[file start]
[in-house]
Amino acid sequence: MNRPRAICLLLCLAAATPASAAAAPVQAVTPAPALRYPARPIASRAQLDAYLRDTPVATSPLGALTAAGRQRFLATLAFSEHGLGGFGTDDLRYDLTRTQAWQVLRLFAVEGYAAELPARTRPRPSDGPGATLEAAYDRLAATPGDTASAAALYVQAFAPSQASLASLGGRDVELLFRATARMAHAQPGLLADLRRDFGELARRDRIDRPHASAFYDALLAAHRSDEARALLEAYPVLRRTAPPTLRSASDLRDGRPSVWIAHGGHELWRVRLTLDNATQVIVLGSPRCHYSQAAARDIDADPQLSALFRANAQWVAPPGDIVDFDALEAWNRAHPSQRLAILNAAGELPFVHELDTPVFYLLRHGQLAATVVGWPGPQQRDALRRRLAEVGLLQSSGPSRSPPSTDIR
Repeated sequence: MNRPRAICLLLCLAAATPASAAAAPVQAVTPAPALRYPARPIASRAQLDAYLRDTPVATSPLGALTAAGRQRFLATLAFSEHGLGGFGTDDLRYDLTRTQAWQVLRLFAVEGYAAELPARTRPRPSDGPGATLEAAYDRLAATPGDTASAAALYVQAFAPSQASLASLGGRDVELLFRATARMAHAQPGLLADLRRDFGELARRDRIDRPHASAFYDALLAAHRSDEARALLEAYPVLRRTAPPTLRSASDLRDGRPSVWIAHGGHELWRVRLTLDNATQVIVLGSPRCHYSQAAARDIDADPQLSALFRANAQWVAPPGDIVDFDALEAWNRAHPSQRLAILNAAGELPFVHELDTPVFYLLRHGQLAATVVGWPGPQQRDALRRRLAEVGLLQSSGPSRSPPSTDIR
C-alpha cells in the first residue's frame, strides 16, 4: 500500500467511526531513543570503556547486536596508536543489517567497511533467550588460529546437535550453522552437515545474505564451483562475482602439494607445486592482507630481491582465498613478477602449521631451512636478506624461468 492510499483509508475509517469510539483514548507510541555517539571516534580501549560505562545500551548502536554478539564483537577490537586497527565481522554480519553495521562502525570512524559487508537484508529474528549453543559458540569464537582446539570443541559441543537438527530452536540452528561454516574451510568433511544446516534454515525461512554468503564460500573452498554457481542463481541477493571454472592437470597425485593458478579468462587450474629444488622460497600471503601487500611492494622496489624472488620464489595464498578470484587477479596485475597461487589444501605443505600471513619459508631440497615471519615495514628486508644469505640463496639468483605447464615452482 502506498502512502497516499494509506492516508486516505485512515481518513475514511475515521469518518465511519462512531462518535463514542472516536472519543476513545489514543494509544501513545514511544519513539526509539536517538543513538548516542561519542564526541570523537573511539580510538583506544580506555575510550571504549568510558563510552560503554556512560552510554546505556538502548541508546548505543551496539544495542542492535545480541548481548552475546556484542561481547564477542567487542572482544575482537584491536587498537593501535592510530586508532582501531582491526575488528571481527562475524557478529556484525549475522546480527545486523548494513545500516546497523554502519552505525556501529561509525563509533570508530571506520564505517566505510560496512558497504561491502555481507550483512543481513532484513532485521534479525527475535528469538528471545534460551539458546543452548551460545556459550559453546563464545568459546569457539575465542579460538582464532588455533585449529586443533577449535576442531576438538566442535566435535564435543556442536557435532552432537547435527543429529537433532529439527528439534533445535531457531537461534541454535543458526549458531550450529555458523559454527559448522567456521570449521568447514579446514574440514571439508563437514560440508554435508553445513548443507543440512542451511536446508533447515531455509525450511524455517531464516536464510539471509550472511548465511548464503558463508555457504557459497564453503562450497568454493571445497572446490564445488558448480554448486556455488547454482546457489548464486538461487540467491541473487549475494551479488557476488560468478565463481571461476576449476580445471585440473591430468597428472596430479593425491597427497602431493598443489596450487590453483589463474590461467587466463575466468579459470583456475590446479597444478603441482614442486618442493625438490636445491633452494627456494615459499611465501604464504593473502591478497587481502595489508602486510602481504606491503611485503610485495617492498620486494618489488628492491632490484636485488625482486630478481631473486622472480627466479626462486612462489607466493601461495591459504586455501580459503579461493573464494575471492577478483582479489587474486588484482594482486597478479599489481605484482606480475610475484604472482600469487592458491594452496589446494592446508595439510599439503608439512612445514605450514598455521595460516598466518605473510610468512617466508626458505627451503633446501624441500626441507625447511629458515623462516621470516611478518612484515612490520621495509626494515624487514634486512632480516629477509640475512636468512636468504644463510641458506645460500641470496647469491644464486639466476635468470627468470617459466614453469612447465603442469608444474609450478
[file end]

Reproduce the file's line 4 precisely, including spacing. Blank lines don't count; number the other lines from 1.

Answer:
C-alpha cells in the first residue's frame, strides 16, 4: 500500500467511526531513543570503556547486536596508536543489517567497511533467550588460529546437535550453522552437515545474505564451483562475482602439494607445486592482507630481491582465498613478477602449521631451512636478506624461468 492510499483509508475509517469510539483514548507510541555517539571516534580501549560505562545500551548502536554478539564483537577490537586497527565481522554480519553495521562502525570512524559487508537484508529474528549453543559458540569464537582446539570443541559441543537438527530452536540452528561454516574451510568433511544446516534454515525461512554468503564460500573452498554457481542463481541477493571454472592437470597425485593458478579468462587450474629444488622460497600471503601487500611492494622496489624472488620464489595464498578470484587477479596485475597461487589444501605443505600471513619459508631440497615471519615495514628486508644469505640463496639468483605447464615452482 502506498502512502497516499494509506492516508486516505485512515481518513475514511475515521469518518465511519462512531462518535463514542472516536472519543476513545489514543494509544501513545514511544519513539526509539536517538543513538548516542561519542564526541570523537573511539580510538583506544580506555575510550571504549568510558563510552560503554556512560552510554546505556538502548541508546548505543551496539544495542542492535545480541548481548552475546556484542561481547564477542567487542572482544575482537584491536587498537593501535592510530586508532582501531582491526575488528571481527562475524557478529556484525549475522546480527545486523548494513545500516546497523554502519552505525556501529561509525563509533570508530571506520564505517566505510560496512558497504561491502555481507550483512543481513532484513532485521534479525527475535528469538528471545534460551539458546543452548551460545556459550559453546563464545568459546569457539575465542579460538582464532588455533585449529586443533577449535576442531576438538566442535566435535564435543556442536557435532552432537547435527543429529537433532529439527528439534533445535531457531537461534541454535543458526549458531550450529555458523559454527559448522567456521570449521568447514579446514574440514571439508563437514560440508554435508553445513548443507543440512542451511536446508533447515531455509525450511524455517531464516536464510539471509550472511548465511548464503558463508555457504557459497564453503562450497568454493571445497572446490564445488558448480554448486556455488547454482546457489548464486538461487540467491541473487549475494551479488557476488560468478565463481571461476576449476580445471585440473591430468597428472596430479593425491597427497602431493598443489596450487590453483589463474590461467587466463575466468579459470583456475590446479597444478603441482614442486618442493625438490636445491633452494627456494615459499611465501604464504593473502591478497587481502595489508602486510602481504606491503611485503610485495617492498620486494618489488628492491632490484636485488625482486630478481631473486622472480627466479626462486612462489607466493601461495591459504586455501580459503579461493573464494575471492577478483582479489587474486588484482594482486597478479599489481605484482606480475610475484604472482600469487592458491594452496589446494592446508595439510599439503608439512612445514605450514598455521595460516598466518605473510610468512617466508626458505627451503633446501624441500626441507625447511629458515623462516621470516611478518612484515612490520621495509626494515624487514634486512632480516629477509640475512636468512636468504644463510641458506645460500641470496647469491644464486639466476635468470627468470617459466614453469612447465603442469608444474609450478